Akin Mental Health Blog

Bringing Awareness to Trauma, Growth and Life After Suicidal Ideation

9 min read

We’re all very aware of mental illness these days. In particular we’re aware of the trauma we’re all carrying around. The trauma of isolation, lost loved ones, societal events or maybe trauma from long ago.

So now that we’re all aware of our trauma, we’re stuck with the question: what will we do with this trauma? Where will it go? How do we move forward?

You’ve probably heard of post traumatic stress and, yes, we’re going to have a lot of that. Post traumatic stress is a common response to trauma and it can be debilitating. But there is another response to trauma that is also well documented and scientifically validated, but not talked about much -- post traumatic growth. I want to build awareness around post traumatic growth, because I’ve experienced it myself.

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Post traumatic growth (As defined in Tedeschi & Calhoun, 2004) is “The experience of positive change that occurs as a result of the struggle with highly challenging life circumstances. It is manifested in a variety of ways, including an increased appreciation for life in general, more meaningful interpersonal relationships, an increased sense of personal strength, changed priorities and a richer existential and spiritual life.”

Post traumatic growth is not saying that you can achieve a life of flourishing in spite of trauma — it’s actually saying you can achieve a life of flourishing because of trauma. But I’m not trying to be all make-lemonade-out-of-lemons on you. You can’t just dump a pound of sugar on your problems and call it a sunny day, that’s not growth. The path to growth is still painful and variable.

In my life I’ve experienced both the crippling pain of post traumatic stress (probably diagnosable levels of PTSD) as well as a profound sense of growth, meaning and personal fortitude coming from the same traumas.

It’s taken me 20 years of processing to write this story and I’ve never shared these stories publicly. Most people who know me will be surprised by this story. So, if you’re in the struggle, be kind and patient with yourself, it takes time.

My story of trauma comes from my childhood and from bipolar disorder which took over my mom when I was a kid. My mom had her first psychotic break when I was about five or six and the next six years of my childhood was a chaotic barrage of psychosis, hospitalizations, treatments, anti-treatments and long absences which felt like crippling abandonments. It’s important to point out up front that this cycle did end in stability for my mom. With a combination of medication, therapy and supportive lifestyle, my mom is now a loving grandmother retired from a 20 year career. Bipolar disorder is treatable, and once stable treatment is established, episode recurrences (which have happened from my mom) are much more rare and manageable.

Still, the trauma of my childhood lives with me. There’s a lot that I can’t remember explicitly because I was so young. Hours of conversations about delusions and paranoia, things that my mom was being told to do by God and the Devil who talked to her regularly, often through the TV. I think my mom told me more things from her psychosis than other people because I was so young. I couldn’t tell her it wasn’t real, I really didn’t know what was or wasn’t real.

When I was about nine years old, I walked home from the bus stop after school into a quiet house. The furniture was out of place, there was an old broken television laying on the floor at the bottom of the stairs and when I walked into my moms bedroom she was passed out in the middle of a suicide attempt. Galvanized by past episodes and becoming accustomed to taking care of my mom, I kept my cool and called my dad for help. Hearing the doctor at the hospital say if I had come home an hour later she would have been dead was really the first moment that shook me. But I would continue to be shaken by this and the tremors would last for many years, who can say how long -- they’re still here.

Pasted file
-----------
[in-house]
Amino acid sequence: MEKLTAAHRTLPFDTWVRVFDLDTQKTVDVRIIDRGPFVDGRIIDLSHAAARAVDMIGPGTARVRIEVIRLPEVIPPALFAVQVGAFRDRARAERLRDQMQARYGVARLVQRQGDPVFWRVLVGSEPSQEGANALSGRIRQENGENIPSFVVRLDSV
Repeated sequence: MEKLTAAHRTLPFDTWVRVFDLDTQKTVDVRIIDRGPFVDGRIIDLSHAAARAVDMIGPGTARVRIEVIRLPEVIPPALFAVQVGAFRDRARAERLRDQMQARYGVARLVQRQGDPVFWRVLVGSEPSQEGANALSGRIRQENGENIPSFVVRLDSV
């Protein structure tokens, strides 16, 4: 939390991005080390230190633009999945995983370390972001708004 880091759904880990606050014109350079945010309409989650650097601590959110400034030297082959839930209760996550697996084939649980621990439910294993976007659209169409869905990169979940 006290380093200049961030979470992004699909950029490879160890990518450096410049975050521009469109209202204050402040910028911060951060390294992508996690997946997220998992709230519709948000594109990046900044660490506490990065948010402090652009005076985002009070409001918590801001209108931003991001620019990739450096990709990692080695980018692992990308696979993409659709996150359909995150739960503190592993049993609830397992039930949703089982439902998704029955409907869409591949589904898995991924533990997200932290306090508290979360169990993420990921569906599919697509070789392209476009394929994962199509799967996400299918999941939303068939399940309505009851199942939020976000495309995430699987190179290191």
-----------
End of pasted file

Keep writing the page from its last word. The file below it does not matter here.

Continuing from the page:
It’s hard to pinpoint timelines but my mom’s treatment really took a turn for the better when I was about twelve and when she got the right job (actually working at the school I went to) and things really kicked into a fundamentally more stable place. I was also very fortunate in this time to have my dad, always providing whatever was possible for me and my sister and investing heavily in our education. For me, middle school — the period my mom really stabilized — was an amazing time in my life. For what felt like the first time I lived in the privilege of a two parent stable household where my parents were no longer constantly yelling and my mom’s symptoms had settled. I loved school and it just felt like the bad stuff was finally over for us. As a family we didn’t talk about what happened in the past. We focused on the present and the future. Or maybe another way to put that is we focused on ourselves rather than each other, and what we’d been through together.

By high school, 7 or 8 years after my mom’s suicide attempt, the trauma started catching up with me. I started spending more time thinking about what had happened to me and our family. By the time I was about sixteen I was thinking about suicide everyday. What started as flashbacks and memories turned into images of killing myself. Everything was a way to die. The pain would come in waves, mostly while I was alone in my room. I don’t identify as having been “depressed”, I didn’t feel hopeless or despondent about the future. I stayed engaged in school, I had friends and I worked hard toward my career goals (yes, I had very particular career goals at 17yo). It was more like an addiction to the idea of dying. I tried cutting myself but didn’t want to deal with the hassle of hiding the wounds so I stopped after a few times. Overall, it’s startling how easy it is to hide this kind of emotional distress, and I was committed to hiding it.